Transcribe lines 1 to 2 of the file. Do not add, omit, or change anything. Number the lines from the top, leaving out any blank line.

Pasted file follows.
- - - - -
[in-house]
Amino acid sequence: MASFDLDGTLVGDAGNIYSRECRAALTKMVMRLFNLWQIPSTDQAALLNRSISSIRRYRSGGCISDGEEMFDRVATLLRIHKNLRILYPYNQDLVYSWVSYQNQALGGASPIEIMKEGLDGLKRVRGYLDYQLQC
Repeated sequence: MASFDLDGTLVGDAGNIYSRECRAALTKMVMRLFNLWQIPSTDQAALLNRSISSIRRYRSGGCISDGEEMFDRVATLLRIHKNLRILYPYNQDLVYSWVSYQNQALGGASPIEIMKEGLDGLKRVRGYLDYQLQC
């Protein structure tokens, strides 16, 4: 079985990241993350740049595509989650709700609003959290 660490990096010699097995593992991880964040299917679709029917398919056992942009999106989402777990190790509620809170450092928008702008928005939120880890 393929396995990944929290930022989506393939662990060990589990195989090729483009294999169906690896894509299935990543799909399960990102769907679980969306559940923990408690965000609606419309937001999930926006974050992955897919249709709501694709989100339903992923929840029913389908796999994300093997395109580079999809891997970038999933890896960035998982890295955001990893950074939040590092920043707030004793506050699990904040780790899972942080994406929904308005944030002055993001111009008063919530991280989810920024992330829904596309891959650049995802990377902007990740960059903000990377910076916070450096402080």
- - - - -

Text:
[in-house]
Amino acid sequence: MASFDLDGTLVGDAGNIYSRECRAALTKMVMRLFNLWQIPSTDQAALLNRSISSIRRYRSGGCISDGEEMFDRVATLLRIHKNLRILYPYNQDLVYSWVSYQNQALGGASPIEIMKEGLDGLKRVRGYLDYQLQC